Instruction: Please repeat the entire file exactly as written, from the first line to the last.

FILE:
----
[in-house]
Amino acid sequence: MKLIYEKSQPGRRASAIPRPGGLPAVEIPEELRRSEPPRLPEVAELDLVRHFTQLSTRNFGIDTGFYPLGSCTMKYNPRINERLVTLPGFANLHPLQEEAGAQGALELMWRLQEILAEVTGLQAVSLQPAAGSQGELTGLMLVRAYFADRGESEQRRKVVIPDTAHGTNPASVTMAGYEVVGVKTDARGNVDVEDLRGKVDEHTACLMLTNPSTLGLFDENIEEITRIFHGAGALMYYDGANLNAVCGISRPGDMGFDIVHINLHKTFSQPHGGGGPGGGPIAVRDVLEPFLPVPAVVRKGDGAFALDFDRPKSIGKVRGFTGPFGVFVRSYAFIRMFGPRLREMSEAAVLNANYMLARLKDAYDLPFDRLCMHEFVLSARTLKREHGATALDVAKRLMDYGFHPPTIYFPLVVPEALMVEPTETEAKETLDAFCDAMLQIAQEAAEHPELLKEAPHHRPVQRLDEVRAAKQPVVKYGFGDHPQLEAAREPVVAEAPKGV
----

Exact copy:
[in-house]
Amino acid sequence: MKLIYEKSQPGRRASAIPRPGGLPAVEIPEELRRSEPPRLPEVAELDLVRHFTQLSTRNFGIDTGFYPLGSCTMKYNPRINERLVTLPGFANLHPLQEEAGAQGALELMWRLQEILAEVTGLQAVSLQPAAGSQGELTGLMLVRAYFADRGESEQRRKVVIPDTAHGTNPASVTMAGYEVVGVKTDARGNVDVEDLRGKVDEHTACLMLTNPSTLGLFDENIEEITRIFHGAGALMYYDGANLNAVCGISRPGDMGFDIVHINLHKTFSQPHGGGGPGGGPIAVRDVLEPFLPVPAVVRKGDGAFALDFDRPKSIGKVRGFTGPFGVFVRSYAFIRMFGPRLREMSEAAVLNANYMLARLKDAYDLPFDRLCMHEFVLSARTLKREHGATALDVAKRLMDYGFHPPTIYFPLVVPEALMVEPTETEAKETLDAFCDAMLQIAQEAAEHPELLKEAPHHRPVQRLDEVRAAKQPVVKYGFGDHPQLEAAREPVVAEAPKGV